Social media can be extremely overwhelming, and as a freelancer whose entire career depends on social media, it’s challenging to just delete my accounts and disappear (although sometimes I would love to).

A couple of years ago though, prior to freelancing, I did delete all my social media accounts. The constant flow of opinions around me, the updates from friends I was no longer talking to, and the “perfect lives” people showed on social media was all too much.

No Instagram, Facebook, or Twitter meant I wasn’t checking my phone first thing after waking up. It also meant less emphasis on the world around me and more time to spend with myself to do some soul-searching.

Now though, I rely on Twitter and LinkedIn to get clients, do outreach and build my personal brand. So, how do I make sure I don’t let it affect my mental health?

– I keep my notifications turned off.
– If things get overwhelming, I delete the apps from my phone.
– I try to have social media-free weekends.
– I try to be as real and authentic as possible and follow people who don’t make these platforms a toxic and negative experience for themselves and others.

4. What are your go-to activities when you’re fighting burn-out or other mental health issues?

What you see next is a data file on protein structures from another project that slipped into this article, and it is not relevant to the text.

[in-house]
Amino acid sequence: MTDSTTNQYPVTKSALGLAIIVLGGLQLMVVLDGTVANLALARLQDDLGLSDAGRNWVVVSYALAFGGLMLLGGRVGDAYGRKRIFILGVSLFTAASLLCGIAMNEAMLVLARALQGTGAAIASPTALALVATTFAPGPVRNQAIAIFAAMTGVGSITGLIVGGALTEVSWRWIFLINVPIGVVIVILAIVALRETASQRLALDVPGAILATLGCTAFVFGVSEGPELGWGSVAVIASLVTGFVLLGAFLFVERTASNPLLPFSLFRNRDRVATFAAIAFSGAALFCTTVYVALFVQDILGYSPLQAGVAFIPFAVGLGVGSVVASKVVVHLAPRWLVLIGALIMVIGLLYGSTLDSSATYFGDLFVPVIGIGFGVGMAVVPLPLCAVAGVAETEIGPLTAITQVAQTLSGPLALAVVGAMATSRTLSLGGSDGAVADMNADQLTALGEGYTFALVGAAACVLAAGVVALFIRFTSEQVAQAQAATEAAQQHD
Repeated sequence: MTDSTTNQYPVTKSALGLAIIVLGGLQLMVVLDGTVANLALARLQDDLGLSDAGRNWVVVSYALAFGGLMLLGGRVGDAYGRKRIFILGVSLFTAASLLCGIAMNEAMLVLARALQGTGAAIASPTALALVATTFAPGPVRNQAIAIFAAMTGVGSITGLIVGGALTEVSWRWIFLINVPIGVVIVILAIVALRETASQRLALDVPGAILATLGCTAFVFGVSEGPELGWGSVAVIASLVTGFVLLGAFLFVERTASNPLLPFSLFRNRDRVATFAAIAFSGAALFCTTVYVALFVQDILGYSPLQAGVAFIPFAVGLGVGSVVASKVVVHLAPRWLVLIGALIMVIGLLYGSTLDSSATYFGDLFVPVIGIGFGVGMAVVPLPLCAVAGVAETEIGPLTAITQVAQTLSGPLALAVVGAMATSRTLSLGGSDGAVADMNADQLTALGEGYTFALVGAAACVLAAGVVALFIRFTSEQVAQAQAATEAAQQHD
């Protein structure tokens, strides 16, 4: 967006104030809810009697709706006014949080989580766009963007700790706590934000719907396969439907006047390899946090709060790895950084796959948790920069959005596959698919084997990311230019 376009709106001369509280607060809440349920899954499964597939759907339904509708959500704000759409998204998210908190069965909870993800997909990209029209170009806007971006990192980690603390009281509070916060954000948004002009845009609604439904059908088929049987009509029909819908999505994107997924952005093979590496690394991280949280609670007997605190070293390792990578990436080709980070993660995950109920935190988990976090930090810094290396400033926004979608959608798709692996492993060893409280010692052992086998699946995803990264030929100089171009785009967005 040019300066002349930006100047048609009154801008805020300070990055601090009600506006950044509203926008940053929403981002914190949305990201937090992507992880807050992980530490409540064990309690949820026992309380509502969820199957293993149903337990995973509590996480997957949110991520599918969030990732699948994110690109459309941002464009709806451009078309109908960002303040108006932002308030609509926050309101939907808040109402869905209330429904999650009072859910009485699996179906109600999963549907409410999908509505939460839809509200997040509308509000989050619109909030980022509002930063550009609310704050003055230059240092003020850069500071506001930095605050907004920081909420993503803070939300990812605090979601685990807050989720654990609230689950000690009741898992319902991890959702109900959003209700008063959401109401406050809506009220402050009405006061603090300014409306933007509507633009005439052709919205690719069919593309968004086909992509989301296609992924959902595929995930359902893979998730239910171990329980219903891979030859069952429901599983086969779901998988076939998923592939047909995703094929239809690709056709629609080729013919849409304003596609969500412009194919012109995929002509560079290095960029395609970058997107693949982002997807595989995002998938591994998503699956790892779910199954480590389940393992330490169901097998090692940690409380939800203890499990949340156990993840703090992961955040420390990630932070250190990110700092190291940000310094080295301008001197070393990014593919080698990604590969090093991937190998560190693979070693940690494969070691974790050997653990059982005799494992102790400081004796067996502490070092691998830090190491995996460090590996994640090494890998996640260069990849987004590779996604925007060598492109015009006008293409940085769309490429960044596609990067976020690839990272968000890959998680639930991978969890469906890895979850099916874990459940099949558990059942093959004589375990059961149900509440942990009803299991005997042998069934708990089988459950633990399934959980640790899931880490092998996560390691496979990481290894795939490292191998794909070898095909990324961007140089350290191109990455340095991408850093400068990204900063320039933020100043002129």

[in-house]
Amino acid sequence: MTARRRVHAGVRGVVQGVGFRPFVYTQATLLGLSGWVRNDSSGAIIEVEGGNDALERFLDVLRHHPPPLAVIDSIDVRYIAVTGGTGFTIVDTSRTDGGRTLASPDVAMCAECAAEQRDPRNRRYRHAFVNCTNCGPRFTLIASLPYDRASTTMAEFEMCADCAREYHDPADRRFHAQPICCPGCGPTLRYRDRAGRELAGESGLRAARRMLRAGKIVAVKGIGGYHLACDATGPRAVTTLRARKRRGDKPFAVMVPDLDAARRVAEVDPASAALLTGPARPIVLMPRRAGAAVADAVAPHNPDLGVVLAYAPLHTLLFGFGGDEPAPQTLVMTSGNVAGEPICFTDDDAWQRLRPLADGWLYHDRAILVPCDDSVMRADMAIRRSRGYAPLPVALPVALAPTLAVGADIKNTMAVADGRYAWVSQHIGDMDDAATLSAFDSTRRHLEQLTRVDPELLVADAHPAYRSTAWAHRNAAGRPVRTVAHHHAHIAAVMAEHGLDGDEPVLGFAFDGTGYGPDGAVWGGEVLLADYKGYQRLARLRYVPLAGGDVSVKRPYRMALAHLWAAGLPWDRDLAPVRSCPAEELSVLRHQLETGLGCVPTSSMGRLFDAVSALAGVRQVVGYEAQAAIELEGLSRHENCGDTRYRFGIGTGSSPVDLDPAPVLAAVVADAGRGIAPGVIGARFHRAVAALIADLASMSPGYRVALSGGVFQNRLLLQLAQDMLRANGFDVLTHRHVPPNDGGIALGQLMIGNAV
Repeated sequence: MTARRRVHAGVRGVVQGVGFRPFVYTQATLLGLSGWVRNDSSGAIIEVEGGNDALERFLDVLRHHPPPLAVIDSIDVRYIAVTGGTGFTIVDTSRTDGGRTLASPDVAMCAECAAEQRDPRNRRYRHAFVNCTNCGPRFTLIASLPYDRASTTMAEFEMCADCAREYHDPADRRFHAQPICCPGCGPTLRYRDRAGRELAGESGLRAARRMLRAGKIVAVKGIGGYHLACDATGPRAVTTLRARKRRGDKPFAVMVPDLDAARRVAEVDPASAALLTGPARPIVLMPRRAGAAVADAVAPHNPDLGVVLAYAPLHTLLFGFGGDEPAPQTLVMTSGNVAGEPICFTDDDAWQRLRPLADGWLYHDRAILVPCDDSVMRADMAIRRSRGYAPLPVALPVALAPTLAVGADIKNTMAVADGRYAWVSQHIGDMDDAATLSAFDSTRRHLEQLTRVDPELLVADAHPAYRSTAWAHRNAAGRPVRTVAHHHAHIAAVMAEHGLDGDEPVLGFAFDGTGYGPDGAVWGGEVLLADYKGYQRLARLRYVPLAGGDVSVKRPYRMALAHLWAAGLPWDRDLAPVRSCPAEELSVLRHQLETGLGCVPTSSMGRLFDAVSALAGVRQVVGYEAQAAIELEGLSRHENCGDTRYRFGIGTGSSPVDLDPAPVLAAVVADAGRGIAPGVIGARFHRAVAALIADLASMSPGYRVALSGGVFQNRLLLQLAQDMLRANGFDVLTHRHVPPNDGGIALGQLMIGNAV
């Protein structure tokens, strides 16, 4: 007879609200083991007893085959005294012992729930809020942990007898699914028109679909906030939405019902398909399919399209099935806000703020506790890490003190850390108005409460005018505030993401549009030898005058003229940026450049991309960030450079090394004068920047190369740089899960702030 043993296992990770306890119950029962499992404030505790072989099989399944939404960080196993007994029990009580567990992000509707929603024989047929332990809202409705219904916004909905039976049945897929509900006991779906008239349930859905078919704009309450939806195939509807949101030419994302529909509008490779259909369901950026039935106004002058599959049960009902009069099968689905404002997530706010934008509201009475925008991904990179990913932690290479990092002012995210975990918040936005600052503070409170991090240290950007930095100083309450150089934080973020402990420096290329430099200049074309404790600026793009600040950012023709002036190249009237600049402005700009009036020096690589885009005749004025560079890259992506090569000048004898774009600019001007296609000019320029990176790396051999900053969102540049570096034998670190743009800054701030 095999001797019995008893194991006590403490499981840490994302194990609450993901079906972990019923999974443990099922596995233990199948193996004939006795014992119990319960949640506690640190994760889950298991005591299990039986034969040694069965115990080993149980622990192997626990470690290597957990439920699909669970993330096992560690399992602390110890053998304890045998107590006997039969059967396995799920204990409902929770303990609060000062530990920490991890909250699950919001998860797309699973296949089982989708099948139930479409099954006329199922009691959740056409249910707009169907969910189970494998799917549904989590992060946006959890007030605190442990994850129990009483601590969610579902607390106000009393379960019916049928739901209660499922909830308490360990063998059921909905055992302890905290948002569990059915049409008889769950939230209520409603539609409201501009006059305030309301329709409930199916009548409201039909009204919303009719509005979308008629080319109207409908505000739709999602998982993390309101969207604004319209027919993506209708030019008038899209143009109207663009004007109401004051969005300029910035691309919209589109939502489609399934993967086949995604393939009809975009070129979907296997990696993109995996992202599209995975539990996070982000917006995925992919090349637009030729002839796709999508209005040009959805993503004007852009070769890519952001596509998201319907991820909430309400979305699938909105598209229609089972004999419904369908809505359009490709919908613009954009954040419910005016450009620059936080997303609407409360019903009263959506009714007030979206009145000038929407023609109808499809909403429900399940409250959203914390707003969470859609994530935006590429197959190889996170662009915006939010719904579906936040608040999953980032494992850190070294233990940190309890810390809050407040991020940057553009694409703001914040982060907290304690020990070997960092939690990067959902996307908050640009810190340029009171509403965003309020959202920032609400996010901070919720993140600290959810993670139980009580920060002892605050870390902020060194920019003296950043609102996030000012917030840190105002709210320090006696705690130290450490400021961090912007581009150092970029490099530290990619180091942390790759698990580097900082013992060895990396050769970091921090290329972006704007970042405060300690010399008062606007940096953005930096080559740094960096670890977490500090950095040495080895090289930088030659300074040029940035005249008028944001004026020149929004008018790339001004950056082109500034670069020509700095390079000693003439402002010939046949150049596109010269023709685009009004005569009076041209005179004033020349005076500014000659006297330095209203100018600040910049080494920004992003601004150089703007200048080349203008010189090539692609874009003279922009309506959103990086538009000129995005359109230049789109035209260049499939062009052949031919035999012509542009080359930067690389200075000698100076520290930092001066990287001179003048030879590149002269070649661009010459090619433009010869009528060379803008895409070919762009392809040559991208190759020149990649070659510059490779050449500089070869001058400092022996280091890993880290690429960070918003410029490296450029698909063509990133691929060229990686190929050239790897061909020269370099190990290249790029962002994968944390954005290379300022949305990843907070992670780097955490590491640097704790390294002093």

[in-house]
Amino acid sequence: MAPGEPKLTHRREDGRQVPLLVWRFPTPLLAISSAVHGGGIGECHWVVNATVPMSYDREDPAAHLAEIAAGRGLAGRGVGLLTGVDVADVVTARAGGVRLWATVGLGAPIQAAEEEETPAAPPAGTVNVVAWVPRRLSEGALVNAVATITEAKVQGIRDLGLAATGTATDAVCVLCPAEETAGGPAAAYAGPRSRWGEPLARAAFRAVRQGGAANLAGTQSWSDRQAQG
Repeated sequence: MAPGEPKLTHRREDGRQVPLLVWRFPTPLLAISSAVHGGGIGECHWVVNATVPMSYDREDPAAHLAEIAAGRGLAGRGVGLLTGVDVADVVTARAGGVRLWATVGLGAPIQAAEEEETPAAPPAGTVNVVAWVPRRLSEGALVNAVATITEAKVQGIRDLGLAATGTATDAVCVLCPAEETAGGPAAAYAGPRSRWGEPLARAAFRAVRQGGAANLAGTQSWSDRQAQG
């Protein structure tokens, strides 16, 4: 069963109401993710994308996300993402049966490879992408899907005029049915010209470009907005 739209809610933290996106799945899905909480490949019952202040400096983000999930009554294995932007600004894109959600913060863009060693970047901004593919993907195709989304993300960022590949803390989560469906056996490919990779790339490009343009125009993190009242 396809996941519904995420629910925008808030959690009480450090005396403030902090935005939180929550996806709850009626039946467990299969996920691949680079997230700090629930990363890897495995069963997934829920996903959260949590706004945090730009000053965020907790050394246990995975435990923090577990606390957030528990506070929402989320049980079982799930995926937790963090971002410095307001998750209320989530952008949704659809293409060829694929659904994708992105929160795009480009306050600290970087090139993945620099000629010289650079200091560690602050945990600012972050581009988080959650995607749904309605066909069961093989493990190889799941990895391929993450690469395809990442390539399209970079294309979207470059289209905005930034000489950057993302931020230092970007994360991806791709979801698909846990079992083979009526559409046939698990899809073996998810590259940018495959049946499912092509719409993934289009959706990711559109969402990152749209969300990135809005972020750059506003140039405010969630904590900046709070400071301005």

I love reading, and finding an amazing new book I can devour is the ultimate happiness for me (apart from good food). I also love binge-watching TV– I make sure something is on my to-watch list at all times. It makes me happy to have something to look forward to after work or on the weekends.

Going for walks helps me a lot too. Not just the physical aspect of getting up and moving but walking also gives me time to organize my thoughts and calm myself down.

5. Any additional tips for freelancers who are looking to protect or work on their mental health?

Start with identifying your emotions. Add a journal entry daily of how you feel that day — happy, sad, energetic, motivated, lazy, tired, sluggish, mentally drained. It helps you keep track of your frame of mind and can help you identify when something isn’t right (and why).

For me, the most significant part of the healing journey was accepting there was something wrong with my health (not with me). It’s such a huge but difficult step, and once you accept it, you can actually feel a shift within yourself as you start focusing on ways to get better.

Create a support system of other freelancers. Talk to them about your struggles and reach out for help when you feel alone. Having friends you can reach out to, who are freelancers themselves and understand the stresses of being one, can help you a lot.


Follow along with Momina as she continues to share her journey in an endearingly vulnerable and transparent way.

About the AuthorSamantha is co-founder of Harlow. Previously she was a marketing and demand gen freelancer. She enjoys traveling, connecting with new people, spending time with her dog Karl, and throwing back an extra dirty martini every now and then.